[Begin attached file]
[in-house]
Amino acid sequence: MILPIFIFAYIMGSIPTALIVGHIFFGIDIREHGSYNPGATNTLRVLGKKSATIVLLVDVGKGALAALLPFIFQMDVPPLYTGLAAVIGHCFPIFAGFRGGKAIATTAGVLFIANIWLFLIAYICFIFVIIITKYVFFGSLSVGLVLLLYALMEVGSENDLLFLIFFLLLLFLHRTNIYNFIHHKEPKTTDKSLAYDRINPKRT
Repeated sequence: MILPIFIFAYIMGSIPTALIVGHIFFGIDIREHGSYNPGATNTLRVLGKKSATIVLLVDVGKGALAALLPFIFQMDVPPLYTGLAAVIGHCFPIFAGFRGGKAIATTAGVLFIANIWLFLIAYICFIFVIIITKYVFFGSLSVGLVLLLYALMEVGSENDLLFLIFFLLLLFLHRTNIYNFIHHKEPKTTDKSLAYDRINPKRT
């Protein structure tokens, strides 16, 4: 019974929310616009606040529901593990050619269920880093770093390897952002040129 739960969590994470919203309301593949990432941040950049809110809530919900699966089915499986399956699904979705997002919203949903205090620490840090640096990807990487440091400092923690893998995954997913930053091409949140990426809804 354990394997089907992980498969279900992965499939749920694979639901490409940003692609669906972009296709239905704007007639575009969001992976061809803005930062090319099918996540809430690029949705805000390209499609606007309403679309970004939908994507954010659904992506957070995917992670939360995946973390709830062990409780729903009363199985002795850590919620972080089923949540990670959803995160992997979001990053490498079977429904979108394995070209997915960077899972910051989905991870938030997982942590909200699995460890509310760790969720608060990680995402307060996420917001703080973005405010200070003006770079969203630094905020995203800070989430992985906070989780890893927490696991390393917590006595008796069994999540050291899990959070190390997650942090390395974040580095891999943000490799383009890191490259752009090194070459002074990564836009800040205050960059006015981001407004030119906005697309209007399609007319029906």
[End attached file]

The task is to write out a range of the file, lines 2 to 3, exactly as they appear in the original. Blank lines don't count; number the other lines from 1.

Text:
Amino acid sequence: MILPIFIFAYIMGSIPTALIVGHIFFGIDIREHGSYNPGATNTLRVLGKKSATIVLLVDVGKGALAALLPFIFQMDVPPLYTGLAAVIGHCFPIFAGFRGGKAIATTAGVLFIANIWLFLIAYICFIFVIIITKYVFFGSLSVGLVLLLYALMEVGSENDLLFLIFFLLLLFLHRTNIYNFIHHKEPKTTDKSLAYDRINPKRT
Repeated sequence: MILPIFIFAYIMGSIPTALIVGHIFFGIDIREHGSYNPGATNTLRVLGKKSATIVLLVDVGKGALAALLPFIFQMDVPPLYTGLAAVIGHCFPIFAGFRGGKAIATTAGVLFIANIWLFLIAYICFIFVIIITKYVFFGSLSVGLVLLLYALMEVGSENDLLFLIFFLLLLFLHRTNIYNFIHHKEPKTTDKSLAYDRINPKRT